PRESCOTT – A group of Arizona Girl Scouts will have a great subject for that “What I Did Over My Summer Vacation” essay when school starts up in the fall: They learned to fly.
Thanks to involvement by “The 99s,” a national group of female pilots, the weeklong camp introduces girls to the basics of aerodynamics, teaches them about things like how air traffic control works and weather’s impact, and then the girls go up in an airplane at the end of the camp.
There are 22 girls ranging from 13 to 18 years old in this year’s camp.
Stacy Howard, a 99s member, said this is the 16th year they’ve held the camp. It also includes some of the traditional camp activities such as archery and making pottery, but the real focus is on flying.
“It’s the only one like it in the whole country,” she said. “They’ll be in the left seat, the pilot’s seat, when they’re flying.”
Although the girls are from the Phoenix area, Howard said Prescott’s aviation community offers a unique opportunity for them.
“Prescott has all these marvelous aviation resources,” she said, ticking off Yavapai College, Embry-Riddle Aeronautical University, Guidance Helicopter, and North-Aire flight school at the Prescott Municipal Airport, where the girls met Monday afternoon to learn about aviation weather.
Flight Instructor Rodney Evans showed two of them some online weather tools, and they discussed how you might find out what the weather is like at a destination.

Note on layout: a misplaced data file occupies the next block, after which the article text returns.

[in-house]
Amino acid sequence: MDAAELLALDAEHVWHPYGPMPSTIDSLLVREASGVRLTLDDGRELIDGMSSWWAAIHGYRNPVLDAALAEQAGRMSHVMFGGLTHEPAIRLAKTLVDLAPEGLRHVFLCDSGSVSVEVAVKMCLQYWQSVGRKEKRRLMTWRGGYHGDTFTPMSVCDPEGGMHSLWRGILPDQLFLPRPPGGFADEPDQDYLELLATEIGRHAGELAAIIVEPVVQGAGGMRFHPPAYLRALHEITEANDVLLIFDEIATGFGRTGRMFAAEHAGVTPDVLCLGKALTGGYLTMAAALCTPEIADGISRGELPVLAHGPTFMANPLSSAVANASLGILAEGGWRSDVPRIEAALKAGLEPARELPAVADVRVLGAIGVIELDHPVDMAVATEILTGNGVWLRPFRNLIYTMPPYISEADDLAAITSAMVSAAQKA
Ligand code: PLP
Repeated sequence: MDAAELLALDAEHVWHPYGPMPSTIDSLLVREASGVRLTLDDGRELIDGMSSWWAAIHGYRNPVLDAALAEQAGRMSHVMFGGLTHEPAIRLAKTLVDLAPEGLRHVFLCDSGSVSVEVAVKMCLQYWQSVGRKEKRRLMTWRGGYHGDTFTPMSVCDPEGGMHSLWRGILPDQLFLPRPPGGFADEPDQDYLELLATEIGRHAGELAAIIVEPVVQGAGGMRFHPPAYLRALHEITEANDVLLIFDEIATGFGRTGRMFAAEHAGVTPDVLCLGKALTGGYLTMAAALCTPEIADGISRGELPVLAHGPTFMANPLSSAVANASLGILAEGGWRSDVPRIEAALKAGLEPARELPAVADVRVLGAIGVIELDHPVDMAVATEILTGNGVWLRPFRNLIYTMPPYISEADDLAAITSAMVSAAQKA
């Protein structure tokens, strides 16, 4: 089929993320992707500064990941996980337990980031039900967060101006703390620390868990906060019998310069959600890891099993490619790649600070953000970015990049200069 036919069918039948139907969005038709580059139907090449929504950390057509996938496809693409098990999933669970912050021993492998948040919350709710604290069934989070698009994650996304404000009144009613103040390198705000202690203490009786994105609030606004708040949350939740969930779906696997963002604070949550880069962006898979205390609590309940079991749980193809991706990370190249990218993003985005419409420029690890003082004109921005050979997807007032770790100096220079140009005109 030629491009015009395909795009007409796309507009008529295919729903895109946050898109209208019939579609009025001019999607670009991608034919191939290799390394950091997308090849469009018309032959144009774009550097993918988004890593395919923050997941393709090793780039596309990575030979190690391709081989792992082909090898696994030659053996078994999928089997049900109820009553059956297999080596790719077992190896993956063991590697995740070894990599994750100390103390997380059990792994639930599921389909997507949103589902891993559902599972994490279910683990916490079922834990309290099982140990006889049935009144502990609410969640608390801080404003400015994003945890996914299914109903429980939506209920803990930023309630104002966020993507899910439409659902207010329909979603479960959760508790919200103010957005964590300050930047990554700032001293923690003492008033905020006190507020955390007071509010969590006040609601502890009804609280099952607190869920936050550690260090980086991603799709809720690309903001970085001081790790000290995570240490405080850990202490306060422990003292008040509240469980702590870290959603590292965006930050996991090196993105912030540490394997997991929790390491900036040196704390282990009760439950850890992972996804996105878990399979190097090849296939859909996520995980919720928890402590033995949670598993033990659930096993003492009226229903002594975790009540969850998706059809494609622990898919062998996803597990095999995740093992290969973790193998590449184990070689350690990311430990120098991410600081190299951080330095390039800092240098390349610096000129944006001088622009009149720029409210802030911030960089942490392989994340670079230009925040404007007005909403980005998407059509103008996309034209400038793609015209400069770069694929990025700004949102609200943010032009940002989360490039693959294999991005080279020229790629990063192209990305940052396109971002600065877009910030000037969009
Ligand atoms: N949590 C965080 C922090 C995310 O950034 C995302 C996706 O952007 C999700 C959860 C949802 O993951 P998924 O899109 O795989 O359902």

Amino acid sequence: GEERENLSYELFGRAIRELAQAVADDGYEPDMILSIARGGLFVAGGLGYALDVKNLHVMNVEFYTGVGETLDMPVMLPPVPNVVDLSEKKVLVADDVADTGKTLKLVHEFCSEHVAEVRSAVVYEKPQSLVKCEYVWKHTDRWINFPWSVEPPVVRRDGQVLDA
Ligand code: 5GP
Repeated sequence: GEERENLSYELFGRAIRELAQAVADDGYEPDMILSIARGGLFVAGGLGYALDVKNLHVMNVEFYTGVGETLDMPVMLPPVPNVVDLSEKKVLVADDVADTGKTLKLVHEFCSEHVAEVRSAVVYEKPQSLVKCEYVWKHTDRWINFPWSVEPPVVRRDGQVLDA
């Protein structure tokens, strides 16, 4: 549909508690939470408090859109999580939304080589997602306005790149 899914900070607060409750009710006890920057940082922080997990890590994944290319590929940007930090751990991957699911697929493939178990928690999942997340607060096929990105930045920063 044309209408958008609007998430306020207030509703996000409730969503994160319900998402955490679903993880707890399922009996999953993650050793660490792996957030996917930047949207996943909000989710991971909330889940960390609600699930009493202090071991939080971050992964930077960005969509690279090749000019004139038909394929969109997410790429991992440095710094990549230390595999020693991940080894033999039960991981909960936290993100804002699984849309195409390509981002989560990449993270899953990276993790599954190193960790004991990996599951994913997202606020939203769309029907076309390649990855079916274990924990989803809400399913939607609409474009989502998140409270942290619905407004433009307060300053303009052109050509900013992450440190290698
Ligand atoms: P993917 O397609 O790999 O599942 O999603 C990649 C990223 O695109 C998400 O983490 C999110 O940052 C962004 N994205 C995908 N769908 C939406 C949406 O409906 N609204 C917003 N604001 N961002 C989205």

When he began talking about the Prescott forecast and mentioned the clouds were at 25,000 feet, he jumped up and said, “Let’s go outside and see what 25,000 feet looks like.”
The trio went out and looked skyward.
Over the noise of helicopters hovering and small planes taxiing by, he said, “Those are called cirrus clouds. Do you know what they’re made up of?”
“Dirt and water,” one girl answered.
“Exactly,” he said, explaining that, at that altitude, the water was actually in the form of ice crystals.
Evans said he enjoys the challenge of teaching the scouts, and he tries to keep it simple and fun. “If we overwhelm with too much information, they may not be able to focus,” he said. “So we have to keep it fun and teach them what’s pertinent.
“I see these kids and it reminds me of myself when I was a child. I wanted to be a pilot,” he added.
“Women are small in numbers in the aviation industry. I’m not sure why that is,” Howard said. “Only about six percent of pilots are women.”
That’s a number the Discover Aviation Camp aims to change.